Please note that this guide covers only the Humanities style.
It is recommended practice, but not absolutely necessary, to cite your sources in both the notes and the bibliography. The practice of including both notes and a bibliography is still common practice amongst humanities scholars, so make sure to consult your instructor.
If you choose not to include a bibliography in your paper or choose to create only a partial list of references, you must provide full details of the sources you cited in your notes. (The first time you mention a work in the notes, you must provide full publication details. All subsequent notes of the same work can be written in short form.) If, on the other hand, your bibliography includes all sources cited in the notes, you need not provide full publication details in the notes since a reader can consult the bibliography (14.14).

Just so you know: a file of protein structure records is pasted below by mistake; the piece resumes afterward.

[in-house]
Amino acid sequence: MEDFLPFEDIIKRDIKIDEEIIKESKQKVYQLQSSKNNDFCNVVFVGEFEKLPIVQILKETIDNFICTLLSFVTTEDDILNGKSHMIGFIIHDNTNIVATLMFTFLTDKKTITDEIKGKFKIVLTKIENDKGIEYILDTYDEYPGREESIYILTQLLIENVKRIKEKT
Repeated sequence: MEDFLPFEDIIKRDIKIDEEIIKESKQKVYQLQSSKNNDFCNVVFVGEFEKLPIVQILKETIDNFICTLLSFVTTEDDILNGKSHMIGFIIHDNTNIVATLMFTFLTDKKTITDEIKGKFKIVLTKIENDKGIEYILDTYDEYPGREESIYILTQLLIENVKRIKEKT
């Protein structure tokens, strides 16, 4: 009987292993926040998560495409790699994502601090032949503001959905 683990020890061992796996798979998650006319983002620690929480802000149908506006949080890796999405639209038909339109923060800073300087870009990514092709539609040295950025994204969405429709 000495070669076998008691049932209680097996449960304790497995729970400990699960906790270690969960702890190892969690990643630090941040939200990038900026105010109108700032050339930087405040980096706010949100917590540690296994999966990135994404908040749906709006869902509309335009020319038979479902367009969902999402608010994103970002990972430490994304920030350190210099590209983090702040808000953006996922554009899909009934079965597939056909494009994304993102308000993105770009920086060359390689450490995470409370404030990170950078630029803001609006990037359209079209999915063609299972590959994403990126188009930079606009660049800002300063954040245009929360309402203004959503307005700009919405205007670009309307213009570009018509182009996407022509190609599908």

Your paper must be double-spaced. It is conventional to single-space footnotes and bibliographies, leaving a blank line between entries.
Every page of the paper must be assigned a page number, including blank pages, appendices, and bibliography. Arabic numerals are centered or flush right at the top of the page.
You need to cite and document any sources that you have consulted, even if you presented the ideas from these sources in your own words (13.1 - 13.6). You need to cite:
- to identify other people's ideas and information used within your essay
- to inform the reader of your paper where they should look if they want to find the same sources
A citation must appear in two places in your essay (14.19):
- in the notes (footnotes or endnotes)
- in the bibliography (at the end of your paper)